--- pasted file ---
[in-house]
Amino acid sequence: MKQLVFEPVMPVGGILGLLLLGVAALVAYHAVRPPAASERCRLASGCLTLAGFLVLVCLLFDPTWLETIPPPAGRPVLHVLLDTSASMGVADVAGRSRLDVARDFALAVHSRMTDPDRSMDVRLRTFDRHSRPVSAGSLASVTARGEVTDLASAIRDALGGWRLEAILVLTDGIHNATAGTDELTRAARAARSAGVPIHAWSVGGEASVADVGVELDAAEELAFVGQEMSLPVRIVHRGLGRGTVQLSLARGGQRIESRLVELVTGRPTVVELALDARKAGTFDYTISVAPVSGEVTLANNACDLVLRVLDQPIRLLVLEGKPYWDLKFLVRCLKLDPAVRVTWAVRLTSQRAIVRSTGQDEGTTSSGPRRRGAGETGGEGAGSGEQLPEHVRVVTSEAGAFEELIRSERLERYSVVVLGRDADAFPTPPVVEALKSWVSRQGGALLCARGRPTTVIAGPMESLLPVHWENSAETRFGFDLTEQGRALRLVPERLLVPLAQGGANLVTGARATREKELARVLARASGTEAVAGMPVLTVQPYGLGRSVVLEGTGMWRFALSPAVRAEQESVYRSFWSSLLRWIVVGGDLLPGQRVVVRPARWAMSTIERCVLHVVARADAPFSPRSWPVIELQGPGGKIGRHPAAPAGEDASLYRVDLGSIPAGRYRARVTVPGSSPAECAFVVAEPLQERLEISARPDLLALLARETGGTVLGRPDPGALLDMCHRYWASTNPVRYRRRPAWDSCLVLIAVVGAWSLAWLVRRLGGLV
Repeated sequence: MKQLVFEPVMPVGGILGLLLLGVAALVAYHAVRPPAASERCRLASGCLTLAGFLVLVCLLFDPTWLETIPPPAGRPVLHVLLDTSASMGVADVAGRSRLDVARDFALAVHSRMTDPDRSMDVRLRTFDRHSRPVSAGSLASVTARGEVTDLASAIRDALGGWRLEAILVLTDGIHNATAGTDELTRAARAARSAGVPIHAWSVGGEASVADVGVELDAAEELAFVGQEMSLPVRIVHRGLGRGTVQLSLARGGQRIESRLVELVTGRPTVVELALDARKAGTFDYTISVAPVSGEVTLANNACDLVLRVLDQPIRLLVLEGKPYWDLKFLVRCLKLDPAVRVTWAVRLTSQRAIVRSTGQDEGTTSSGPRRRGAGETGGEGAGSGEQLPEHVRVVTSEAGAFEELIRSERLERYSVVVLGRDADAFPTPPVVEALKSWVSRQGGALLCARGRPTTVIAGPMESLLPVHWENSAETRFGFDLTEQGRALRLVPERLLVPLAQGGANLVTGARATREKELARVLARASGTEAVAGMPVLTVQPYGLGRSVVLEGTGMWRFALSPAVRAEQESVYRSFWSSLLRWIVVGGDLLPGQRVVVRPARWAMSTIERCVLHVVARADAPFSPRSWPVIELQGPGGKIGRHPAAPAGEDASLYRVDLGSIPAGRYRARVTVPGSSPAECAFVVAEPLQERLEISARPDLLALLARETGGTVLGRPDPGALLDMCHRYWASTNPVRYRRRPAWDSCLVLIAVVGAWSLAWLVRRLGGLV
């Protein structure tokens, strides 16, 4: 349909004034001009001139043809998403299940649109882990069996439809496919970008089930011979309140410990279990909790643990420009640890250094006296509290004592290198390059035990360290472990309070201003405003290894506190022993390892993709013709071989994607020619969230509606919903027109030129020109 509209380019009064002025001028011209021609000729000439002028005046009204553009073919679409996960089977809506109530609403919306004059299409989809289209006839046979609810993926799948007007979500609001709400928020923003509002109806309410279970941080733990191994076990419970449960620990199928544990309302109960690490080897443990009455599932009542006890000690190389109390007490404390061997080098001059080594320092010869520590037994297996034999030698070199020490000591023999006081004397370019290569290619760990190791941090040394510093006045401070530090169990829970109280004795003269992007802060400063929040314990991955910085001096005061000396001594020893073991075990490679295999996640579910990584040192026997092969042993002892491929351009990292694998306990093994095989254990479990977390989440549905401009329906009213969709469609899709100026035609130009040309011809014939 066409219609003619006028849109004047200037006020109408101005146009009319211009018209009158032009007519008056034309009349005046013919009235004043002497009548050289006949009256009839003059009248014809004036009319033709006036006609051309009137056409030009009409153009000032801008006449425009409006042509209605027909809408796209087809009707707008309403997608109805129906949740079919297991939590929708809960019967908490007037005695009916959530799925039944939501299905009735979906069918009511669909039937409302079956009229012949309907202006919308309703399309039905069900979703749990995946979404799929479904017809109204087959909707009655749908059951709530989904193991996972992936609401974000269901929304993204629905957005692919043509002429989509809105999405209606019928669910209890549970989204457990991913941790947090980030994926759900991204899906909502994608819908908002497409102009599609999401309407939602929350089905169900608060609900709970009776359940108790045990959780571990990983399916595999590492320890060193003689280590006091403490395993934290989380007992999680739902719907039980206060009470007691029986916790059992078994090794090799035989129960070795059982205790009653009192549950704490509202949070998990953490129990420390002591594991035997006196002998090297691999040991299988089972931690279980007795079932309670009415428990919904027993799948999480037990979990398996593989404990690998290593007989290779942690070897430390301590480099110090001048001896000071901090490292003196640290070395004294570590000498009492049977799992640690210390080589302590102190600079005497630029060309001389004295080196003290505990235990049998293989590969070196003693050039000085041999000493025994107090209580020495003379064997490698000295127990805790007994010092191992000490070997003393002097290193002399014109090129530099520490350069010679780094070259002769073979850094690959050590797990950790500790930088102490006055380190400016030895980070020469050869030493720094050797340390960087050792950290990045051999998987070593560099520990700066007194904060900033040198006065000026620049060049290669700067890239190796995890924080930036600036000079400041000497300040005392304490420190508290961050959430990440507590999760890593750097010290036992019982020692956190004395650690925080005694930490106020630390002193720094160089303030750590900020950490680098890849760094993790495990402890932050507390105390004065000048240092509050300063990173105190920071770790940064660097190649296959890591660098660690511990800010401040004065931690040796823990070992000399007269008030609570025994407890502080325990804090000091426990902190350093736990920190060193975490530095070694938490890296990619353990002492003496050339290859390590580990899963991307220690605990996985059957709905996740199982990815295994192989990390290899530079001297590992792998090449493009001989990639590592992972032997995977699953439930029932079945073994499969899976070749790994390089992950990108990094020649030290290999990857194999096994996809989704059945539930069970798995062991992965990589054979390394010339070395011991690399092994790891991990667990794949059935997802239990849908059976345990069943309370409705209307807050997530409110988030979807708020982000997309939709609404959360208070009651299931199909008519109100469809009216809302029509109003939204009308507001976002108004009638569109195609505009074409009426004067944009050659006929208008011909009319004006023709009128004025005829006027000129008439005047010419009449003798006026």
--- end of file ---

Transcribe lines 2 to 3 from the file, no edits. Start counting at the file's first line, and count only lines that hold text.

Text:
Amino acid sequence: MKQLVFEPVMPVGGILGLLLLGVAALVAYHAVRPPAASERCRLASGCLTLAGFLVLVCLLFDPTWLETIPPPAGRPVLHVLLDTSASMGVADVAGRSRLDVARDFALAVHSRMTDPDRSMDVRLRTFDRHSRPVSAGSLASVTARGEVTDLASAIRDALGGWRLEAILVLTDGIHNATAGTDELTRAARAARSAGVPIHAWSVGGEASVADVGVELDAAEELAFVGQEMSLPVRIVHRGLGRGTVQLSLARGGQRIESRLVELVTGRPTVVELALDARKAGTFDYTISVAPVSGEVTLANNACDLVLRVLDQPIRLLVLEGKPYWDLKFLVRCLKLDPAVRVTWAVRLTSQRAIVRSTGQDEGTTSSGPRRRGAGETGGEGAGSGEQLPEHVRVVTSEAGAFEELIRSERLERYSVVVLGRDADAFPTPPVVEALKSWVSRQGGALLCARGRPTTVIAGPMESLLPVHWENSAETRFGFDLTEQGRALRLVPERLLVPLAQGGANLVTGARATREKELARVLARASGTEAVAGMPVLTVQPYGLGRSVVLEGTGMWRFALSPAVRAEQESVYRSFWSSLLRWIVVGGDLLPGQRVVVRPARWAMSTIERCVLHVVARADAPFSPRSWPVIELQGPGGKIGRHPAAPAGEDASLYRVDLGSIPAGRYRARVTVPGSSPAECAFVVAEPLQERLEISARPDLLALLARETGGTVLGRPDPGALLDMCHRYWASTNPVRYRRRPAWDSCLVLIAVVGAWSLAWLVRRLGGLV
Repeated sequence: MKQLVFEPVMPVGGILGLLLLGVAALVAYHAVRPPAASERCRLASGCLTLAGFLVLVCLLFDPTWLETIPPPAGRPVLHVLLDTSASMGVADVAGRSRLDVARDFALAVHSRMTDPDRSMDVRLRTFDRHSRPVSAGSLASVTARGEVTDLASAIRDALGGWRLEAILVLTDGIHNATAGTDELTRAARAARSAGVPIHAWSVGGEASVADVGVELDAAEELAFVGQEMSLPVRIVHRGLGRGTVQLSLARGGQRIESRLVELVTGRPTVVELALDARKAGTFDYTISVAPVSGEVTLANNACDLVLRVLDQPIRLLVLEGKPYWDLKFLVRCLKLDPAVRVTWAVRLTSQRAIVRSTGQDEGTTSSGPRRRGAGETGGEGAGSGEQLPEHVRVVTSEAGAFEELIRSERLERYSVVVLGRDADAFPTPPVVEALKSWVSRQGGALLCARGRPTTVIAGPMESLLPVHWENSAETRFGFDLTEQGRALRLVPERLLVPLAQGGANLVTGARATREKELARVLARASGTEAVAGMPVLTVQPYGLGRSVVLEGTGMWRFALSPAVRAEQESVYRSFWSSLLRWIVVGGDLLPGQRVVVRPARWAMSTIERCVLHVVARADAPFSPRSWPVIELQGPGGKIGRHPAAPAGEDASLYRVDLGSIPAGRYRARVTVPGSSPAECAFVVAEPLQERLEISARPDLLALLARETGGTVLGRPDPGALLDMCHRYWASTNPVRYRRRPAWDSCLVLIAVVGAWSLAWLVRRLGGLV